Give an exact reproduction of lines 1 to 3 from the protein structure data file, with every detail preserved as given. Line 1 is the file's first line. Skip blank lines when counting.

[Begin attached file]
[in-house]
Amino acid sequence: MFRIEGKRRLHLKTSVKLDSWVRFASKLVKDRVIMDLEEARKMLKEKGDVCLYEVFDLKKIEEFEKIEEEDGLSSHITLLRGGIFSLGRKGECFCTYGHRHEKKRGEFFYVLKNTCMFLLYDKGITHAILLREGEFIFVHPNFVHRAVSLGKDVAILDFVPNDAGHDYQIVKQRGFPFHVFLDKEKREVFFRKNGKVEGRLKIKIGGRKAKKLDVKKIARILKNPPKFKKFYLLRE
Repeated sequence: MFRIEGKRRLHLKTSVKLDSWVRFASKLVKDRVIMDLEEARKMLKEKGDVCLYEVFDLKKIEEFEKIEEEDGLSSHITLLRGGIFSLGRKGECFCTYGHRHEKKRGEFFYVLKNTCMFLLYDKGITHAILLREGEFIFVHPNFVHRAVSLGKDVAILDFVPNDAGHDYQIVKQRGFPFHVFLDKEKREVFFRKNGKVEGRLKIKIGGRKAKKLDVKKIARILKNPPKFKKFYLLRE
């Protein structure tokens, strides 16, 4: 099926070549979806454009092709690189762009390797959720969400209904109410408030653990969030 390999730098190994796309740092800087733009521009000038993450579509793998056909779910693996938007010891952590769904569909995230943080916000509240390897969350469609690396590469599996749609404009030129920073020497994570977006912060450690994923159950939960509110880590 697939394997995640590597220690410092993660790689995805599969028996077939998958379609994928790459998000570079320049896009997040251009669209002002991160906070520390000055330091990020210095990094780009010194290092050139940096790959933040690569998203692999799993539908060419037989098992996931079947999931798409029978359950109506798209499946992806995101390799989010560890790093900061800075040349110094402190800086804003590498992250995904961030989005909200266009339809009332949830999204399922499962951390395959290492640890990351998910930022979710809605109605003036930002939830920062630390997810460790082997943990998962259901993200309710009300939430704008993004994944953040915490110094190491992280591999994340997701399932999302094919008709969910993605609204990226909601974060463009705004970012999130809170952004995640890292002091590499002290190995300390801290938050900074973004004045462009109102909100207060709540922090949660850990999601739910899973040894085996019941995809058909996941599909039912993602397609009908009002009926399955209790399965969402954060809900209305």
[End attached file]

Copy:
[in-house]
Amino acid sequence: MFRIEGKRRLHLKTSVKLDSWVRFASKLVKDRVIMDLEEARKMLKEKGDVCLYEVFDLKKIEEFEKIEEEDGLSSHITLLRGGIFSLGRKGECFCTYGHRHEKKRGEFFYVLKNTCMFLLYDKGITHAILLREGEFIFVHPNFVHRAVSLGKDVAILDFVPNDAGHDYQIVKQRGFPFHVFLDKEKREVFFRKNGKVEGRLKIKIGGRKAKKLDVKKIARILKNPPKFKKFYLLRE
Repeated sequence: MFRIEGKRRLHLKTSVKLDSWVRFASKLVKDRVIMDLEEARKMLKEKGDVCLYEVFDLKKIEEFEKIEEEDGLSSHITLLRGGIFSLGRKGECFCTYGHRHEKKRGEFFYVLKNTCMFLLYDKGITHAILLREGEFIFVHPNFVHRAVSLGKDVAILDFVPNDAGHDYQIVKQRGFPFHVFLDKEKREVFFRKNGKVEGRLKIKIGGRKAKKLDVKKIARILKNPPKFKKFYLLRE